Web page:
An Expat Thanksgiving

Working on Thanksgiving was weird. Not terrible, but not cool. People kept wishing me “Happy Thanksgiving”, which was quite sweet, but that kept reminding me of what I should have been doing! Anyway, on the actual Thanksgiving I came home and Jon and I had a little roast dinner and some wine-but then he left me to go to a work party he was hosting. In a word: lame.  I stayed in, out of the rain and wind and listened to Alice’s Restaurant while chopping up a million cranberries. But on Friday I finished work at lunchtime and rushed home to get my cookin’ on: green bean casserole, classic dressing, and the rest of the jalapeno-cranberry dip, and we headed for the train to Hassocks.

I have, and always will, love trains. (In case you were wondering). And trains around the holidays? Magical as all get-out.

Our fabulous hosts for the evening were Colin and Jess, friends of ours who are also half-English (Colin) and half-American (Jess). Although, to be fair, Jess went to uni here and they own a house, so her expatriation has been far more settled than mine so far, and she misses the States much less, I think. She’s got 10 years in England on me! Kal and Amy joined us later, and it was a great night-they’d found a torrent of the Macy’s Thanksgiving Day Parade for us to watch and laugh at, and there was wine and all the important food-Jon even did a chicken wrapped in bacon. Because he’s fancy, and he likes bacon, and turkey is just…meh. Jess made pumpkin cheesecake and pumpkin pie, and then we played Apples to Apples until it was time to make our way back to the station and call it a night.

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Thrice the giving, take three: better late than never.

Apples to apples is one of the greatest games in the world, and probably my favorite parlor game (excluding scrabble, which is #1 of all time, but which I prefer to play with just one partner). Friends-giving, also a wonderful phenomenon. The chance for a third Thanksgiving celebration (even though it was nearly a week ago at this point) was a nice, relaxing round up to the other two familial feasts I took part in this year. We played some silly games, drank some wine, and partook in a whole lot of vegetarian goodness. Yum.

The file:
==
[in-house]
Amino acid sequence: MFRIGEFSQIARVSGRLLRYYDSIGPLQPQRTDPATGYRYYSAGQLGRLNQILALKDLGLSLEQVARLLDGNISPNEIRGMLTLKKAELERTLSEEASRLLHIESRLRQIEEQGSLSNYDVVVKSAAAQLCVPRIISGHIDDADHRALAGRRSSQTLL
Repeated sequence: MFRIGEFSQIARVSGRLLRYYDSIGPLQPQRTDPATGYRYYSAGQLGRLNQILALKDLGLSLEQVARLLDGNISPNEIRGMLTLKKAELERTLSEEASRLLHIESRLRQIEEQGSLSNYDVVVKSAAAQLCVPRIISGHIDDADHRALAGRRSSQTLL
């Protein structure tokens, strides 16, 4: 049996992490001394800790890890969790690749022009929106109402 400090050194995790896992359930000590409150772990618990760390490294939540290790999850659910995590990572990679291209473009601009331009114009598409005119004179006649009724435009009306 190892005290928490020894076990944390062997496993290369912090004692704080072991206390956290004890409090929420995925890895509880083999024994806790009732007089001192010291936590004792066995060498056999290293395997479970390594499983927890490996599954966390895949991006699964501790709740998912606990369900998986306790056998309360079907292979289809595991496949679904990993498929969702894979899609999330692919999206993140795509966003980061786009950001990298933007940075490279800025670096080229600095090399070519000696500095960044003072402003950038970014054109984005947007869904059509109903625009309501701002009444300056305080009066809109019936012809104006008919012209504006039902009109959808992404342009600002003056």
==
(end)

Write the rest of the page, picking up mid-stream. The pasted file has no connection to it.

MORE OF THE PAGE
Yesterday I attended my last grad school class ever. After class, I walked over to the library to return a whole armload of books that have been in my possession since the summer, and walking in the crisp, cold dark I was reminded of how quickly this whole chapter began and ended. I realized the other day (and mentioned on one of my other internet narcissistic outlets…coughcoughtwittercough) that in 2011 I got engaged, got married, got a Master’s and moved-will move-to England. And it all happened so fast! C’est la vie, eh? Perhaps this year’s 3 thanksgivings will make up for the fact that next year there may be none.

Thrice the giving, take two.

I dearly love spending the entire day with my mom at her house for Thanksgiving. The cooking, the Macy’s parade, the wandering around in my pajamas until right before it’s time to eat when I shower and put real clothes on, the laziness of the day and the warmth of the conversation that follows. I love it all. Missing so many of the big holidays over the past several years of traveling-Thanksgiving, Christmas, birthdays-makes it so much more poignant when I am, in fact, present. And now, newly married and facing a move to England in a few short weeks, I know that I won’t always make it home for this day, and when I do go, it just won’t have the same attributes that it always has. Even when things aren’t all warm and fuzzy(and in my family, they definitely aren’t), I wouldn’t trade that for anything, really.